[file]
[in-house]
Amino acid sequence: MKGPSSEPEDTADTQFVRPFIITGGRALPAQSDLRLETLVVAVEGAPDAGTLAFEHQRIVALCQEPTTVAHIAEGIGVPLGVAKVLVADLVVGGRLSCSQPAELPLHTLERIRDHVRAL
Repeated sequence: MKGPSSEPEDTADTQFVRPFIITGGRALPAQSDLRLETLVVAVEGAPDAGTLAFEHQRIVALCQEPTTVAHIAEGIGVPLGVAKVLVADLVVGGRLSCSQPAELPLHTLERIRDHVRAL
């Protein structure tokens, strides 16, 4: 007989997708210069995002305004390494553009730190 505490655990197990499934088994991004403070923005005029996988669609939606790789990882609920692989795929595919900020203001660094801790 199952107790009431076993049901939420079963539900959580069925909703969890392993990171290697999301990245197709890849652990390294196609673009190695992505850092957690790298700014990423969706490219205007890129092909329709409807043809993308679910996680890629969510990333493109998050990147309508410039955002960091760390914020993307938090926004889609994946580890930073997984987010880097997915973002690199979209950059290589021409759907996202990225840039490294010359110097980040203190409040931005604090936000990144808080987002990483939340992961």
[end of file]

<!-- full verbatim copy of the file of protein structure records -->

[in-house]
Amino acid sequence: MKGPSSEPEDTADTQFVRPFIITGGRALPAQSDLRLETLVVAVEGAPDAGTLAFEHQRIVALCQEPTTVAHIAEGIGVPLGVAKVLVADLVVGGRLSCSQPAELPLHTLERIRDHVRAL
Repeated sequence: MKGPSSEPEDTADTQFVRPFIITGGRALPAQSDLRLETLVVAVEGAPDAGTLAFEHQRIVALCQEPTTVAHIAEGIGVPLGVAKVLVADLVVGGRLSCSQPAELPLHTLERIRDHVRAL
């Protein structure tokens, strides 16, 4: 007989997708210069995002305004390494553009730190 505490655990197990499934088994991004403070923005005029996988669609939606790789990882609920692989795929595919900020203001660094801790 199952107790009431076993049901939420079963539900959580069925909703969890392993990171290697999301990245197709890849652990390294196609673009190695992505850092957690790298700014990423969706490219205007890129092909329709409807043809993308679910996680890629969510990333493109998050990147309508410039955002960091760390914020993307938090926004889609994946580890930073997984987010880097997915973002690199979209950059290589021409759907996202990225840039490294010359110097980040203190409040931005604090936000990144808080987002990483939340992961």